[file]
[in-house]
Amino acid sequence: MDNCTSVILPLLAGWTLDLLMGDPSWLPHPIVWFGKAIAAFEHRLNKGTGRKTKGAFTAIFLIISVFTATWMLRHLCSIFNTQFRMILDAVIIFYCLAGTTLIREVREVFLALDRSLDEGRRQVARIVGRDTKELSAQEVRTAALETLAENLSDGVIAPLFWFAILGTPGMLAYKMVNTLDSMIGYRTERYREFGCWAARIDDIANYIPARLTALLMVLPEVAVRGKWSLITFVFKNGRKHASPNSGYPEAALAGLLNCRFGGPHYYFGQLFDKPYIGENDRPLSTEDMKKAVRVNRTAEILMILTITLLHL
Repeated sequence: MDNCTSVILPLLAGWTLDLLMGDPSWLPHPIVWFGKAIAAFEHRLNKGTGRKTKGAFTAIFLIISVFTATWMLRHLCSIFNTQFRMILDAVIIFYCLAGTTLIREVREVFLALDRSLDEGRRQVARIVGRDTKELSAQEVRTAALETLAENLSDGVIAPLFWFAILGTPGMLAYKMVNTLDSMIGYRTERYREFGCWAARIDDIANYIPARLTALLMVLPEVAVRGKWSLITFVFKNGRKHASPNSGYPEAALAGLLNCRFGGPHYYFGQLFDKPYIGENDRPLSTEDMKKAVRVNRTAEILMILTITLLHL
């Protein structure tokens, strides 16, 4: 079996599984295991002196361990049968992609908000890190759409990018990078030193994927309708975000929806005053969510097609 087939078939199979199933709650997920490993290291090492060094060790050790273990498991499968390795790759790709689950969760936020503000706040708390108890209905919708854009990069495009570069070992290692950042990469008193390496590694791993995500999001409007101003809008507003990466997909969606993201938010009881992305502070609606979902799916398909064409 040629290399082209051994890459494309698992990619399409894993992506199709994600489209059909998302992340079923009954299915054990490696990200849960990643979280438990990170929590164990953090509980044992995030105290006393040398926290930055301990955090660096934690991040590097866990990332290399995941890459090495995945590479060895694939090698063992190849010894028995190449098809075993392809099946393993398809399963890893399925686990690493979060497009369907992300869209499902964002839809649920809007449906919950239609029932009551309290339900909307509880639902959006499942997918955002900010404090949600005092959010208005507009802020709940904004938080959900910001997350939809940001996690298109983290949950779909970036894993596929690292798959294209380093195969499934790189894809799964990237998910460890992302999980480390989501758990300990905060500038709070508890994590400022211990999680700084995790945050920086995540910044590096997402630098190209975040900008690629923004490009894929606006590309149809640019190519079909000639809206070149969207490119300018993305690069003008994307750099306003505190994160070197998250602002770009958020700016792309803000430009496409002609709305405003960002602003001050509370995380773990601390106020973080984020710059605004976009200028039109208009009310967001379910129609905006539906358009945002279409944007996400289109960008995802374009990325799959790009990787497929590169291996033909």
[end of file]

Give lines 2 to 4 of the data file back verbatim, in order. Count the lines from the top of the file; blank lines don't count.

Amino acid sequence: MDNCTSVILPLLAGWTLDLLMGDPSWLPHPIVWFGKAIAAFEHRLNKGTGRKTKGAFTAIFLIISVFTATWMLRHLCSIFNTQFRMILDAVIIFYCLAGTTLIREVREVFLALDRSLDEGRRQVARIVGRDTKELSAQEVRTAALETLAENLSDGVIAPLFWFAILGTPGMLAYKMVNTLDSMIGYRTERYREFGCWAARIDDIANYIPARLTALLMVLPEVAVRGKWSLITFVFKNGRKHASPNSGYPEAALAGLLNCRFGGPHYYFGQLFDKPYIGENDRPLSTEDMKKAVRVNRTAEILMILTITLLHL
Repeated sequence: MDNCTSVILPLLAGWTLDLLMGDPSWLPHPIVWFGKAIAAFEHRLNKGTGRKTKGAFTAIFLIISVFTATWMLRHLCSIFNTQFRMILDAVIIFYCLAGTTLIREVREVFLALDRSLDEGRRQVARIVGRDTKELSAQEVRTAALETLAENLSDGVIAPLFWFAILGTPGMLAYKMVNTLDSMIGYRTERYREFGCWAARIDDIANYIPARLTALLMVLPEVAVRGKWSLITFVFKNGRKHASPNSGYPEAALAGLLNCRFGGPHYYFGQLFDKPYIGENDRPLSTEDMKKAVRVNRTAEILMILTITLLHL
């Protein structure tokens, strides 16, 4: 079996599984295991002196361990049968992609908000890190759409990018990078030193994927309708975000929806005053969510097609 087939078939199979199933709650997920490993290291090492060094060790050790273990498991499968390795790759790709689950969760936020503000706040708390108890209905919708854009990069495009570069070992290692950042990469008193390496590694791993995500999001409007101003809008507003990466997909969606993201938010009881992305502070609606979902799916398909064409 040629290399082209051994890459494309698992990619399409894993992506199709994600489209059909998302992340079923009954299915054990490696990200849960990643979280438990990170929590164990953090509980044992995030105290006393040398926290930055301990955090660096934690991040590097866990990332290399995941890459090495995945590479060895694939090698063992190849010894028995190449098809075993392809099946393993398809399963890893399925686990690493979060497009369907992300869209499902964002839809649920809007449906919950239609029932009551309290339900909307509880639902959006499942997918955002900010404090949600005092959010208005507009802020709940904004938080959900910001997350939809940001996690298109983290949950779909970036894993596929690292798959294209380093195969499934790189894809799964990237998910460890992302999980480390989501758990300990905060500038709070508890994590400022211990999680700084995790945050920086995540910044590096997402630098190209975040900008690629923004490009894929606006590309149809640019190519079909000639809206070149969207490119300018993305690069003008994307750099306003505190994160070197998250602002770009958020700016792309803000430009496409002609709305405003960002602003001050509370995380773990601390106020973080984020710059605004976009200028039109208009009310967001379910129609905006539906358009945002279409944007996400289109960008995802374009990325799959790009990787497929590169291996033909």